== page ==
Rebecca Wilks

Rebecca Wilks; Photographer, Teacher, Yarnellian, Do-Gooder

Tuesday, May 26, 2015

Special Places

Autumn on the Kaibab Plateau

There’s a whole industry in Sedona Arizona around what has come to be called a vortex.  These are said to be places where good energy converges.

I’m not sure what to make of these claims, but I will say that some natural places are inexplicably special to me.  They make me feel relaxed and clear in the head.  These are not necessarily the most beautiful or the places that speak to others.

Santa Cruz Island, ca. 1984
I first noticed the phenomenon in my late teens when I started volunteering on Santa Cruz Island, off Santa Barbara California.  This was before the then owner died and 75% of the island was sold to the Nature Conservancy.  Dr. Stanton allowed the University of California to operate a research station there, and I had the great privilege of doing some science and serving as a jeep driver there during perhaps twenty trips there over as many years.  Later I volunteered a bit for the Conservancy.  In truth, I’d give a lot to get out there again with my camera.  I’m working on it.

Joshua Tree National Park
Since then, there have been other places.  Joshua Tree (then a National Monument) National Park was my playground in Medical School, clearing my head while I exfoliated climbing the rocks there.  I generally photograph when I go there now, but sometimes I just like to soak it in.

Blacktail Canyon
I discovered some really special canyons during my first Grand Canyon raft trip, which I think was 30 or so years ago, and have had the good fortune to return and photograph them recently.  My favorites are Deer Creek and Blacktail canyons.
Buttermilk Creek
 Others include the Kaibab Plateau in autumn and, all the way across the country, a little drainage near my brother’s place in Central New York called Buttermilk Creek.

At the Mine
What brought all of this to mind was a trip last weekend to a friend’s property on a mountaintop in southern Yavapai County.  It’s an old gold mining site.  What a joy to find that there are still vortexes to be discovered.

Wednesday, May 13, 2015

The Stretch

Curves and Reflection, River Mile 213

A raft trip in the Grand Canyon is a particularly intense experience, spawning powerful conversations.  One thought that made the rounds during the trip last week is what my friend and mentor Jerry Dodrill calls Fear vs. Danger.  My take is similar – I think there are two kinds of fear, the kind that we should flee and the kind that we should walk toward. Of course, the one type of fear is useful to help us avoid jumping in front of a moving train and the like.  As for the other kind, it’s the reason that we sometimes say “feel the fear and do it anyway.”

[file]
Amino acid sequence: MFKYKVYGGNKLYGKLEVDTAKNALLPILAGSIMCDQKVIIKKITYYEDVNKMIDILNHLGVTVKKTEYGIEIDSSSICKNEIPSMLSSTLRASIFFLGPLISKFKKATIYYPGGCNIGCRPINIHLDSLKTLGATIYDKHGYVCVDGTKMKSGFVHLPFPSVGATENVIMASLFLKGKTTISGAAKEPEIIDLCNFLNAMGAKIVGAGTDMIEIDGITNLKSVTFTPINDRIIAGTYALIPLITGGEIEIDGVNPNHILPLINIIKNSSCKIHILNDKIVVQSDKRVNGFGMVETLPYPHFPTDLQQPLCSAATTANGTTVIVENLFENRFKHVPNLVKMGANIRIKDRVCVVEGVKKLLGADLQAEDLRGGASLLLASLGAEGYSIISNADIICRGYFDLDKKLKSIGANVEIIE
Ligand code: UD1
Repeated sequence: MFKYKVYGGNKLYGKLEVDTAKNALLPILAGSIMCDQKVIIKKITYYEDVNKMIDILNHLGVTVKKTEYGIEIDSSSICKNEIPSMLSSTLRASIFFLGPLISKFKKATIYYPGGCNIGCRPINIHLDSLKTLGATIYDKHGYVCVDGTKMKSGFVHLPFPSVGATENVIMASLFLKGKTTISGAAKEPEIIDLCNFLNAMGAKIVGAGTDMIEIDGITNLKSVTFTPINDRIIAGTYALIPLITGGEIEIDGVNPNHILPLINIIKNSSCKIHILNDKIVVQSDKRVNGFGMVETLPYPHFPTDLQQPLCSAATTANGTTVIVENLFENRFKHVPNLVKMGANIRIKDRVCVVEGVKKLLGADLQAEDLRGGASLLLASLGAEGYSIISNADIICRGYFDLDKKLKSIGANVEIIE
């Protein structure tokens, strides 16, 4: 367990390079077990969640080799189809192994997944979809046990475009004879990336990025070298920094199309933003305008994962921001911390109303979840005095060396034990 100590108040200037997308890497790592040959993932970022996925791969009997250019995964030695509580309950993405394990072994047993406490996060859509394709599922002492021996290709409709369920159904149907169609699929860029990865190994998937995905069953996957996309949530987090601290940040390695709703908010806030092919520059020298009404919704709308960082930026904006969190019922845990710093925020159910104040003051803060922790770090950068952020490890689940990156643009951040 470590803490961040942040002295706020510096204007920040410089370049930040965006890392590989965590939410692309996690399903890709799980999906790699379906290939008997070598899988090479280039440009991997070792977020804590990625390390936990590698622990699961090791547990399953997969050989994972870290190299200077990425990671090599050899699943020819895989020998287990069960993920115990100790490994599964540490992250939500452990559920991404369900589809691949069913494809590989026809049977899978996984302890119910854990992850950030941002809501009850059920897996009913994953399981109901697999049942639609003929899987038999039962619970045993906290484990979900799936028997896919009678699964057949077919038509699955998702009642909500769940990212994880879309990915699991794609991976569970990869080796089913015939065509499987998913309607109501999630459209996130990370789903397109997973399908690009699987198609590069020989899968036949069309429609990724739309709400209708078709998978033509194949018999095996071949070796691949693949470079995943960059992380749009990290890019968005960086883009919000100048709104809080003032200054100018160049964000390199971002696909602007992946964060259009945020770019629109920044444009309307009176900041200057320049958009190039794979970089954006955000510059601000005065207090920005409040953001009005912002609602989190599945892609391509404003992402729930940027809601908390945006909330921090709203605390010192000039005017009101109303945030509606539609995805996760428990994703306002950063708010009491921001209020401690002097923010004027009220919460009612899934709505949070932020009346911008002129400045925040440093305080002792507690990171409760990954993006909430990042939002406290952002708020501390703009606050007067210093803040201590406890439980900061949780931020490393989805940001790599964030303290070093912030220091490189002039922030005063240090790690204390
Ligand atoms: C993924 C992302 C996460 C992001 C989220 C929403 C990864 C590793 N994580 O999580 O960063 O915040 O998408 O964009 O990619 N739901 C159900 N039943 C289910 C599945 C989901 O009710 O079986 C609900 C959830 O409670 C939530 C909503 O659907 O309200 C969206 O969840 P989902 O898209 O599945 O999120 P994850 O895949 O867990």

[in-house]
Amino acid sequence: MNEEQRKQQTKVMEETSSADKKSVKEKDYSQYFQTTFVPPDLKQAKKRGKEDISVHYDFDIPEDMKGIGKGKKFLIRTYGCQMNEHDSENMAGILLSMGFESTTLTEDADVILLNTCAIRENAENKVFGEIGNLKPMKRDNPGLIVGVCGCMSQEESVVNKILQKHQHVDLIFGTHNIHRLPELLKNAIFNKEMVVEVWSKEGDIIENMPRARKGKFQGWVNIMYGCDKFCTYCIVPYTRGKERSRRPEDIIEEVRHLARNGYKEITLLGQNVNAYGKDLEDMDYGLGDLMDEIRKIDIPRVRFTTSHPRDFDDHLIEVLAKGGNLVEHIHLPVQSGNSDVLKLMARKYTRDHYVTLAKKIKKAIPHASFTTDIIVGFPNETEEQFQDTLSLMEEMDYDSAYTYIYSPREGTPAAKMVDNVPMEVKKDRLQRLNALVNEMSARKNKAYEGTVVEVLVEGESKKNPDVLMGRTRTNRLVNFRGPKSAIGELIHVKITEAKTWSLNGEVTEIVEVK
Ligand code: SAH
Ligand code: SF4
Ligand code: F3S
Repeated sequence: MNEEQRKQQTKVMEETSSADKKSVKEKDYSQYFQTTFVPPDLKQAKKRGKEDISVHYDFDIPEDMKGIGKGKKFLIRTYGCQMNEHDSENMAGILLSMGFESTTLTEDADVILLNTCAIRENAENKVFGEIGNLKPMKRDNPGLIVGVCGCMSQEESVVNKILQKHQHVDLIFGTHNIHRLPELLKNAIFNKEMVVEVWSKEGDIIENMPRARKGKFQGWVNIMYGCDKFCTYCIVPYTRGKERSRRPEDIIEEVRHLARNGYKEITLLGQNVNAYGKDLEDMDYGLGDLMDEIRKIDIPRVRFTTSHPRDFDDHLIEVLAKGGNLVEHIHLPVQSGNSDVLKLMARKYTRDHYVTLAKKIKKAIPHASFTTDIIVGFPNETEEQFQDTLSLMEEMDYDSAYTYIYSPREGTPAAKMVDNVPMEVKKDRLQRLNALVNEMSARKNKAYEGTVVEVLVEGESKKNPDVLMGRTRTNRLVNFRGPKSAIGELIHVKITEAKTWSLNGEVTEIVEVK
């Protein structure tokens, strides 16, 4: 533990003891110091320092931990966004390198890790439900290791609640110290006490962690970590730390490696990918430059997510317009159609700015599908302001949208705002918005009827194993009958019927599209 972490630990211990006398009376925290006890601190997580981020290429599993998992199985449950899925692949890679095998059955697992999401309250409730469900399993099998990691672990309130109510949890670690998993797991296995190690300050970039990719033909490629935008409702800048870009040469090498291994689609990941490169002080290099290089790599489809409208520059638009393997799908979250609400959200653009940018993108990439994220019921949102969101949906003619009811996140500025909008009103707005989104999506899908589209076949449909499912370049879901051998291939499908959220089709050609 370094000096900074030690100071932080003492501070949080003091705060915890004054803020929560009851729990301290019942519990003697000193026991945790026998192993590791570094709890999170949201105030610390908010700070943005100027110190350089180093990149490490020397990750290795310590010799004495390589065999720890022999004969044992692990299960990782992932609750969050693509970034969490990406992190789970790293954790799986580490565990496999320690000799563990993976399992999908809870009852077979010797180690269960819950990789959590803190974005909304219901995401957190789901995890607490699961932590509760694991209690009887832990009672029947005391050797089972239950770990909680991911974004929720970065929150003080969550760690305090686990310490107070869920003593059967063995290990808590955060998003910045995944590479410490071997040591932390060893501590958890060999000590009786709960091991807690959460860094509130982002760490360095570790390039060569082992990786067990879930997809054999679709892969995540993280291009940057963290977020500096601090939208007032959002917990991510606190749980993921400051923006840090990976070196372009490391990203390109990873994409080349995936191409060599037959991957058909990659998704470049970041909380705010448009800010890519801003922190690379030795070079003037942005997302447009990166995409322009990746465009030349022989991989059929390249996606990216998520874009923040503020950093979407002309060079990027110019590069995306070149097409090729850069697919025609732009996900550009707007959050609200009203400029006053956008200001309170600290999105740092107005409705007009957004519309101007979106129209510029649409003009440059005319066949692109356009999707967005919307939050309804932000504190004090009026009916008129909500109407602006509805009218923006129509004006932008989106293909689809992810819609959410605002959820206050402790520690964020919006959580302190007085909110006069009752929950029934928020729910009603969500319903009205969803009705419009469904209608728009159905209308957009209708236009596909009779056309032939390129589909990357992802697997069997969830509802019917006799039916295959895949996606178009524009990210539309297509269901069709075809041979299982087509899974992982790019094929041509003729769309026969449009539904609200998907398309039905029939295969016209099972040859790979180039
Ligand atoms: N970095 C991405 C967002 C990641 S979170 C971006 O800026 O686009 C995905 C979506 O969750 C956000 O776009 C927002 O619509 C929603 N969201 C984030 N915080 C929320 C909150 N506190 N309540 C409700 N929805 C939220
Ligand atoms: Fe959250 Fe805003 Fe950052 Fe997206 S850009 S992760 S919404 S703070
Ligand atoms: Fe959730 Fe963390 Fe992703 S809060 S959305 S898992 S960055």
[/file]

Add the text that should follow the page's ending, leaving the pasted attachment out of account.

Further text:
Heleborne Orchid, Matkatamiba Canyon
Everyone comes to the canyon with different skills and experience.  A stretch for me might not be the same as a reach for Jerry, a seasoned rock climber and adventurer.  Likewise, one friend descended into the canyon with essentially no camping experience at all.  For him, simple things like the bathroom arrangements and sleeping out were huge jumps.  That being said he did some genuinely scary stuff down there, much of which was optional.

In WritingDown the River, Linda Ellerbee says, “Our travels are not always the voyages of discovery we say we seek.  Often they are rituals of reassurance.  This was different.  This required one to take physical and emotional chances.”

It seems nearly impossible to be in this place without expanding our boundaries and if we’re paying attention we can generalize the experience to life on the outside.

A different take on sunrise over the Little Colorado River
I broadened my own horizons a bit as well.  Some combination of encouragement and being willing to accept help allowed me to climb on and into things I wouldn’t have attempted otherwise.  Some say that part of aging is a gradual mourning of the loss of physical ability.  It seems that silencing my ego enough to accept help is a big part of doing it gracefully.  I was working on that too.

Unfinished Business; Ancient Granaries at Nankoweap
Photographically I found myself in locations that I’d worked on before.  The challenges for me were finding fresh perspectives on some places while addressing unfinished business in others; another kind of stretch.

More images from the Canyon are on